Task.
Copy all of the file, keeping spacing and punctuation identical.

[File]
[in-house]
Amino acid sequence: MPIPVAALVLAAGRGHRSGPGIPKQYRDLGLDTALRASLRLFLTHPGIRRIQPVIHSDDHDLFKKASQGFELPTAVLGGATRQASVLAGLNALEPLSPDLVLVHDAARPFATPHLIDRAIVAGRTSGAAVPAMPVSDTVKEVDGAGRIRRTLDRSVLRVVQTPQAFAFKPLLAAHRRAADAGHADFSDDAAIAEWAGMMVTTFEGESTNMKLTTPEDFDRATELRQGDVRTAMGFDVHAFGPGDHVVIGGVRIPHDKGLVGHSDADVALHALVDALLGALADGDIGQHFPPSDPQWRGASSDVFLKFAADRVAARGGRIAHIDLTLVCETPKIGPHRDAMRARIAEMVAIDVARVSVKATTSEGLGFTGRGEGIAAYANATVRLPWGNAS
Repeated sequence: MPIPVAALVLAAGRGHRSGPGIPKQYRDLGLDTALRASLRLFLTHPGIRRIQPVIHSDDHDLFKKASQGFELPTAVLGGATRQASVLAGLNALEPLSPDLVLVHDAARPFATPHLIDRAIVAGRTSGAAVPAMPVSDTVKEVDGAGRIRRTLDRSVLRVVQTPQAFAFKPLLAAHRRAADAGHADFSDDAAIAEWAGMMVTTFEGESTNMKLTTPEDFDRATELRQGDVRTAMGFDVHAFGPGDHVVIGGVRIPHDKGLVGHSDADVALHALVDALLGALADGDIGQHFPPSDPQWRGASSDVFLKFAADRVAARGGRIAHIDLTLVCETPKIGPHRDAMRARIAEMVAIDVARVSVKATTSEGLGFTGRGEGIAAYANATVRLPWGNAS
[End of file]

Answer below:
[in-house]
Amino acid sequence: MPIPVAALVLAAGRGHRSGPGIPKQYRDLGLDTALRASLRLFLTHPGIRRIQPVIHSDDHDLFKKASQGFELPTAVLGGATRQASVLAGLNALEPLSPDLVLVHDAARPFATPHLIDRAIVAGRTSGAAVPAMPVSDTVKEVDGAGRIRRTLDRSVLRVVQTPQAFAFKPLLAAHRRAADAGHADFSDDAAIAEWAGMMVTTFEGESTNMKLTTPEDFDRATELRQGDVRTAMGFDVHAFGPGDHVVIGGVRIPHDKGLVGHSDADVALHALVDALLGALADGDIGQHFPPSDPQWRGASSDVFLKFAADRVAARGGRIAHIDLTLVCETPKIGPHRDAMRARIAEMVAIDVARVSVKATTSEGLGFTGRGEGIAAYANATVRLPWGNAS
Repeated sequence: MPIPVAALVLAAGRGHRSGPGIPKQYRDLGLDTALRASLRLFLTHPGIRRIQPVIHSDDHDLFKKASQGFELPTAVLGGATRQASVLAGLNALEPLSPDLVLVHDAARPFATPHLIDRAIVAGRTSGAAVPAMPVSDTVKEVDGAGRIRRTLDRSVLRVVQTPQAFAFKPLLAAHRRAADAGHADFSDDAAIAEWAGMMVTTFEGESTNMKLTTPEDFDRATELRQGDVRTAMGFDVHAFGPGDHVVIGGVRIPHDKGLVGHSDADVALHALVDALLGALADGDIGQHFPPSDPQWRGASSDVFLKFAADRVAARGGRIAHIDLTLVCETPKIGPHRDAMRARIAEMVAIDVARVSVKATTSEGLGFTGRGEGIAAYANATVRLPWGNAS